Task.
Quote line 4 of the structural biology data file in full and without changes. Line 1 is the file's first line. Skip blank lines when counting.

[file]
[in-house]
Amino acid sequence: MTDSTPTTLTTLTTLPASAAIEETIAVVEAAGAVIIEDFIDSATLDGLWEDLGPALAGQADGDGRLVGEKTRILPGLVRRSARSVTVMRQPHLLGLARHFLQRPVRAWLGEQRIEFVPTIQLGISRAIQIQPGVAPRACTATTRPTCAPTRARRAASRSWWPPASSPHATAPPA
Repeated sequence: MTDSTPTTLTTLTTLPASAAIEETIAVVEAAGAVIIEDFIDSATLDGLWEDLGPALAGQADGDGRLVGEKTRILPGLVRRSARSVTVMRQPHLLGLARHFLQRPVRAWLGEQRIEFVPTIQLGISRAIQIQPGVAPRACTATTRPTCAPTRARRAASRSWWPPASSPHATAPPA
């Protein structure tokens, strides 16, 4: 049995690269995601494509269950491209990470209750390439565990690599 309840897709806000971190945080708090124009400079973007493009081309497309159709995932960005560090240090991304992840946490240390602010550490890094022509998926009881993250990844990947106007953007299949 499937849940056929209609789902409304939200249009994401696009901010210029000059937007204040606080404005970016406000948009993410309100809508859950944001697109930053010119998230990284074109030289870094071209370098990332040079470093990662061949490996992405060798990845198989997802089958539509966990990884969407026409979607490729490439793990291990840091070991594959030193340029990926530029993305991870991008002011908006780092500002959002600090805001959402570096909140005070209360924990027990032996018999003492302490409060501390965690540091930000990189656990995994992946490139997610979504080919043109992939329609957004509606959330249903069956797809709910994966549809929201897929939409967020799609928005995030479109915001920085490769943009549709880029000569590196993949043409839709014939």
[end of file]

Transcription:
């Protein structure tokens, strides 16, 4: 049995690269995601494509269950491209990470209750390439565990690599 309840897709806000971190945080708090124009400079973007493009081309497309159709995932960005560090240090991304992840946490240390602010550490890094022509998926009881993250990844990947106007953007299949 499937849940056929209609789902409304939200249009994401696009901010210029000059937007204040606080404005970016406000948009993410309100809508859950944001697109930053010119998230990284074109030289870094071209370098990332040079470093990662061949490996992405060798990845198989997802089958539509966990990884969407026409979607490729490439793990291990840091070991594959030193340029990926530029993305991870991008002011908006780092500002959002600090805001959402570096909140005070209360924990027990032996018999003492302490409060501390965690540091930000990189656990995994992946490139997610979504080919043109992939329609957004509606959330249903069956797809709910994966549809929201897929939409967020799609928005995030479109915001920085490769943009549709880029000569590196993949043409839709014939």